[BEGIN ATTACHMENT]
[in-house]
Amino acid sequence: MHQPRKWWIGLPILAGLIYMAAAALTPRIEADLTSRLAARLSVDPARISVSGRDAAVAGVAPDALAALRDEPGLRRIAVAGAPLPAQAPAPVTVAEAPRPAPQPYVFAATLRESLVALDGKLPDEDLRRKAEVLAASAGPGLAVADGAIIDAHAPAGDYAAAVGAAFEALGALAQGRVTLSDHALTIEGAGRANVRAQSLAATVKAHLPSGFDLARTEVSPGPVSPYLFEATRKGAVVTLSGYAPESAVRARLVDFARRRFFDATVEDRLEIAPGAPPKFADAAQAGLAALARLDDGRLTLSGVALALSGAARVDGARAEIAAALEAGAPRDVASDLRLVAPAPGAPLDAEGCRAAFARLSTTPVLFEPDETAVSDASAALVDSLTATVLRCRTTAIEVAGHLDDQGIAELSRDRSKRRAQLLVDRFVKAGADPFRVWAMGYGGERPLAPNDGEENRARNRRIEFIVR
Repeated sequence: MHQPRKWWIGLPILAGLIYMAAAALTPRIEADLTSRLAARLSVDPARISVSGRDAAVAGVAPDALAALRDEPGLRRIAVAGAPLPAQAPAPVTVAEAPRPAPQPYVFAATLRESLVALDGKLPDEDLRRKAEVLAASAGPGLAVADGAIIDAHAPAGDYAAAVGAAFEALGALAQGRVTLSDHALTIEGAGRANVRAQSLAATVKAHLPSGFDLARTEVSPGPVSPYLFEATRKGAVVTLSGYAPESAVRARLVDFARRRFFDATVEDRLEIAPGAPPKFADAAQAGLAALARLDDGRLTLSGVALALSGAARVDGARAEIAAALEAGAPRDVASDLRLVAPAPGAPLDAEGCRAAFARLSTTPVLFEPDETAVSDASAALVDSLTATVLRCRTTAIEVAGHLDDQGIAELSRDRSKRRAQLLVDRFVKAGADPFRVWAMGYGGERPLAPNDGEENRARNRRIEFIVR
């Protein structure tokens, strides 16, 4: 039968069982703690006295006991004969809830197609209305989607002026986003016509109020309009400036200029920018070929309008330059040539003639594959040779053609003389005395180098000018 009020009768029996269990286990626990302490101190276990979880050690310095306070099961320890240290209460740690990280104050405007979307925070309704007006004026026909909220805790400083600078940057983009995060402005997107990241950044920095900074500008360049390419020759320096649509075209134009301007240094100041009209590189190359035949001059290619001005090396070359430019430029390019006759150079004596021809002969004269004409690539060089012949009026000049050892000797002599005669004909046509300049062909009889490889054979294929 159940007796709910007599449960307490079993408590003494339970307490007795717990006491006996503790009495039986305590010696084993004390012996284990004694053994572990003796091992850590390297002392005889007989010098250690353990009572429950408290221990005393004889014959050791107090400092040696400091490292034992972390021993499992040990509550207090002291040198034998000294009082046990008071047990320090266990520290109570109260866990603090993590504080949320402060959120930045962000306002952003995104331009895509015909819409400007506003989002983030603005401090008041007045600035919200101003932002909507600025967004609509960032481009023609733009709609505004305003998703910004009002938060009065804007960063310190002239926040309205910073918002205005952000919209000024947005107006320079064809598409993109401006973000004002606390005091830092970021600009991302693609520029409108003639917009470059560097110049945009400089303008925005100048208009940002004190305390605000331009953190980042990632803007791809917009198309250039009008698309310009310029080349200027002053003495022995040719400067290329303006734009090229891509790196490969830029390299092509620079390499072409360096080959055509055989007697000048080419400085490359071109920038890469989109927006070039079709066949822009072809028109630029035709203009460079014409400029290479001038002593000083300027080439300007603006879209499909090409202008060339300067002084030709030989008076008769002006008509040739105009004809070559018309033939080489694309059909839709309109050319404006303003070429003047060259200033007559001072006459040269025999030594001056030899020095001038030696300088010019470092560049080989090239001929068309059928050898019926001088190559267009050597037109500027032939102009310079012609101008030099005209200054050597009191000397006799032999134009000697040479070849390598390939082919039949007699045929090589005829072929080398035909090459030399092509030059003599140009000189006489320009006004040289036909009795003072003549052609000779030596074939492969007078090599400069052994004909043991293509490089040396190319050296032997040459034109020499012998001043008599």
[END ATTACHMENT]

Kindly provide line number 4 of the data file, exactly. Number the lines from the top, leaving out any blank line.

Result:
């Protein structure tokens, strides 16, 4: 039968069982703690006295006991004969809830197609209305989607002026986003016509109020309009400036200029920018070929309008330059040539003639594959040779053609003389005395180098000018 009020009768029996269990286990626990302490101190276990979880050690310095306070099961320890240290209460740690990280104050405007979307925070309704007006004026026909909220805790400083600078940057983009995060402005997107990241950044920095900074500008360049390419020759320096649509075209134009301007240094100041009209590189190359035949001059290619001005090396070359430019430029390019006759150079004596021809002969004269004409690539060089012949009026000049050892000797002599005669004909046509300049062909009889490889054979294929 159940007796709910007599449960307490079993408590003494339970307490007795717990006491006996503790009495039986305590010696084993004390012996284990004694053994572990003796091992850590390297002392005889007989010098250690353990009572429950408290221990005393004889014959050791107090400092040696400091490292034992972390021993499992040990509550207090002291040198034998000294009082046990008071047990320090266990520290109570109260866990603090993590504080949320402060959120930045962000306002952003995104331009895509015909819409400007506003989002983030603005401090008041007045600035919200101003932002909507600025967004609509960032481009023609733009709609505004305003998703910004009002938060009065804007960063310190002239926040309205910073918002205005952000919209000024947005107006320079064809598409993109401006973000004002606390005091830092970021600009991302693609520029409108003639917009470059560097110049945009400089303008925005100048208009940002004190305390605000331009953190980042990632803007791809917009198309250039009008698309310009310029080349200027002053003495022995040719400067290329303006734009090229891509790196490969830029390299092509620079390499072409360096080959055509055989007697000048080419400085490359071109920038890469989109927006070039079709066949822009072809028109630029035709203009460079014409400029290479001038002593000083300027080439300007603006879209499909090409202008060339300067002084030709030989008076008769002006008509040739105009004809070559018309033939080489694309059909839709309109050319404006303003070429003047060259200033007559001072006459040269025999030594001056030899020095001038030696300088010019470092560049080989090239001929068309059928050898019926001088190559267009050597037109500027032939102009310079012609101008030099005209200054050597009191000397006799032999134009000697040479070849390598390939082919039949007699045929090589005829072929080398035909090459030399092509030059003599140009000189006489320009006004040289036909009795003072003549052609000779030596074939492969007078090599400069052994004909043991293509490089040396190319050296032997040459034109020499012998001043008599």